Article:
I love stories.
I love diving into fictional worlds and falling in love with these characters, watching their story play out. As an actor, I learned that I absolutely adored taking one character and bringing their situation to life. I loved exploring the highs and lows of their emotions, and the chemistry and dynamics that blossom under the freedom of pretense and the knowledge that there were no consequences to the biting remarks and world-rending confessions spoken in your voice by someone who isn't you. That rush of excitement before I step out onto a stage, that jolt of joy when the audience bursts into unexpected applause, and the sense of satisfaction when a show runs smoothly, all of that is beautiful, but to me,the best feeling in the world is a hard to define moment after the show, when your eyes scan the audience and read the faces you find behind the blinding stage lights. Recently, I discovered a new understanding of what exactly that feeling was.
Years ago, I fell in love with the TV series Doctor Who. I loved the characters and the stories, the adventures and the heartbreaks and all of the twists and turns that kept me rooted to my seat, eyes glued to my screen in anticipation. When I'd watched all there was to see of the current series, I hungered for more information. I had so many questions and quanderies about these characters I'd come to know and love, and so I sought out new stories. These came in the form of fanfiction, and I dived into that world headfirst. I even started writing some myself, which I now would never read again, but at the time I enjoyed. I developed a style and a story structure, and along the way, a small readership.
A short while into my writing career (which at that point consisted of soppy romances that were 1000 words long) I had an idea. It was an old classic sci-fi trope, but it interested me, and so I decided that I wanted to tell a story about the operating system on a space ship becoming sentient. But I didn’t consider myself a good enough writer to create the whole thing from scratch, so it became one of my fanfictions, with real people inserted into this fictional world. I wrote and posted this story, which was quite a bit longer than my standard works, and it didn’t really take off like some of the others. This didn't phase me, though; fanfic is subjective at best and self-serving occasionally. Eventually, I forgot about it completely.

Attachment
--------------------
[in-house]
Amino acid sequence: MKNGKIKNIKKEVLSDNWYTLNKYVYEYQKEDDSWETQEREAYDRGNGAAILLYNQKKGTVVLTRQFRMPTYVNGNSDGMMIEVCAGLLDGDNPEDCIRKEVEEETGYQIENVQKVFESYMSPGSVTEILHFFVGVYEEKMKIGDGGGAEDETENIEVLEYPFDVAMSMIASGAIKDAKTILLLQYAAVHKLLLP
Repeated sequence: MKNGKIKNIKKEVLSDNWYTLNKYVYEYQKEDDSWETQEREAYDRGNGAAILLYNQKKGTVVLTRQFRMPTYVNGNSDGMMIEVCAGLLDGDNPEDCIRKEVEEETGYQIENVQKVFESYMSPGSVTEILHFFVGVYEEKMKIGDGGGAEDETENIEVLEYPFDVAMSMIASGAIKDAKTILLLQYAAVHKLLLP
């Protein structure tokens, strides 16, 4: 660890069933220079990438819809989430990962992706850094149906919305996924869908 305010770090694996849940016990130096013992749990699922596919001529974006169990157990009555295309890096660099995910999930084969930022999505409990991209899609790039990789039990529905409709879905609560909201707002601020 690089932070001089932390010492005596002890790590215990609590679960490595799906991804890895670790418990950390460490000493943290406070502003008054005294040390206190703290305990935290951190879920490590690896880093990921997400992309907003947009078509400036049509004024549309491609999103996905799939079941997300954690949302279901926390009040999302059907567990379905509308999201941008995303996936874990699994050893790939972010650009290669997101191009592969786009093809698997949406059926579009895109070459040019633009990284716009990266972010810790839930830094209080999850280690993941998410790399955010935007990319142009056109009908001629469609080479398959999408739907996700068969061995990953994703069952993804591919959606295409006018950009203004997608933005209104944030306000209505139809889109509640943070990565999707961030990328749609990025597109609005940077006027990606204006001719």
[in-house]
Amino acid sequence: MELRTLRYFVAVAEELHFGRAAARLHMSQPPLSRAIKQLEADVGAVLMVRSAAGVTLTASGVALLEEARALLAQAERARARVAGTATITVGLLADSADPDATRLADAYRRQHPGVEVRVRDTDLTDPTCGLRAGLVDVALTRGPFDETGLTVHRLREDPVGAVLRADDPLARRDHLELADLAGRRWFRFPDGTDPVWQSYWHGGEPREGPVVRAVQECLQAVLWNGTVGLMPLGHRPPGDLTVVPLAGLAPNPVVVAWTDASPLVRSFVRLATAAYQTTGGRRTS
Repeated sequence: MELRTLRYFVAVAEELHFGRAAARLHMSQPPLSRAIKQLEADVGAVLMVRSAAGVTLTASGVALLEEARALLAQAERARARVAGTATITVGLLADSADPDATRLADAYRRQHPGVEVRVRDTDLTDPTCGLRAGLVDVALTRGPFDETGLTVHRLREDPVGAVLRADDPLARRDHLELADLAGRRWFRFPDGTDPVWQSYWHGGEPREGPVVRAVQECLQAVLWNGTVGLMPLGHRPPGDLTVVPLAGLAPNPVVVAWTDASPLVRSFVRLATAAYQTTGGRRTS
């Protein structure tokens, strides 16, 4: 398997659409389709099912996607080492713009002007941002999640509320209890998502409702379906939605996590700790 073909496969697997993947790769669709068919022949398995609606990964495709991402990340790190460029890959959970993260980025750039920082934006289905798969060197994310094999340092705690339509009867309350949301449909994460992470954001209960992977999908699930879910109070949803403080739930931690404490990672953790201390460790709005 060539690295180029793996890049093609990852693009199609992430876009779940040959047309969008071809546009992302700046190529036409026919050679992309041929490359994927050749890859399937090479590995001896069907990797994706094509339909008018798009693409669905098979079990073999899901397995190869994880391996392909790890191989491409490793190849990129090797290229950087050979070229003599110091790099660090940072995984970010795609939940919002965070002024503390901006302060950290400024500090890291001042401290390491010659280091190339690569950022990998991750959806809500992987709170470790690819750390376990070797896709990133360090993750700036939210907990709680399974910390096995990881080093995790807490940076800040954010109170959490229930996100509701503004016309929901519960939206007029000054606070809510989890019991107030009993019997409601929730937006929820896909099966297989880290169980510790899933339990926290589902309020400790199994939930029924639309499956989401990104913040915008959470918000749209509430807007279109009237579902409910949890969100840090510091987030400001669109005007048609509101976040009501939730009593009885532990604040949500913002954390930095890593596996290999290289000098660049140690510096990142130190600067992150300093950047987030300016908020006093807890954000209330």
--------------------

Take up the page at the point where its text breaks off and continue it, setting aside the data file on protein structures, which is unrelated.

A couple of years later, I went back and reread it on a whim. To my surprise, I found that I was actually quite proud of it. It was interesting, fairly suspenseful and heartwarming, it had the potential to be heartbreaking with a little bit of tinkering, and the base premise of it was a twist on that old cliche, something new and completely mine. Unfortunately, these people I’d slotted into place didn’t really fit the story I wanted to tell. It needed a full cast of completely new characters, and that was a daunting idea. Characters are complex, multi-leveled beings that take intensive planning and building and documenting, and my attention span is comparable to that of a goldfish. But the idea just wouldn't leave me alone, it wouldn't let me sleep. I needed to tell it.
So, I wrote a document. Over the next few months, that document became a folder, and that folder became a folder and a notebook full of research notes, and that folder and notebook became a folder, a notebook, and a little group of Beta readers, and finally, in August of this year, that folder, notebook, and reader group became a seventy-five page, fully fleshed out, real, honest-to-God book, which was published on Amazon and has to date been bought by ten whole people, including my mother. The reviews are glowing.
I was so proud. I cried when I held that first printed copy in my hands and I wouldn't shut up about this story for anything, telling everyone I knew about the characters and their motivations, the world they live in and their backgrounds, the technology that doesn't exist. I'd done so much research, and I was thrilled when people asked minute, searching questions and focused on details I'd worked hard to learn and incorporate. I was having a wonderful time with my little indie book, and I realized a striking similarity between this feeling of reading messages from my small pool of readers and those faces in the lights.
My job as an actor has always been to focus on retelling one specific character’s story. I interact with and play off of other people to build the worlds I inhabit on stage, but they are not my worlds. They are worlds I visit and explore. As a writer, I was telling everyone’s story, all the way through. I am the cartographer, running through these uncharted lands and hoping to share my findings with other people. In both cases, it is the sharing that excites me. It is that trading of perspectives and inspirations, an ebb and flow of emotion and understanding. I found that in writing, I can love something so deeply that it becomes real enough to share with other people and have them love it in return and share something equally important with me. This conversation about the story is the best feeling in the world.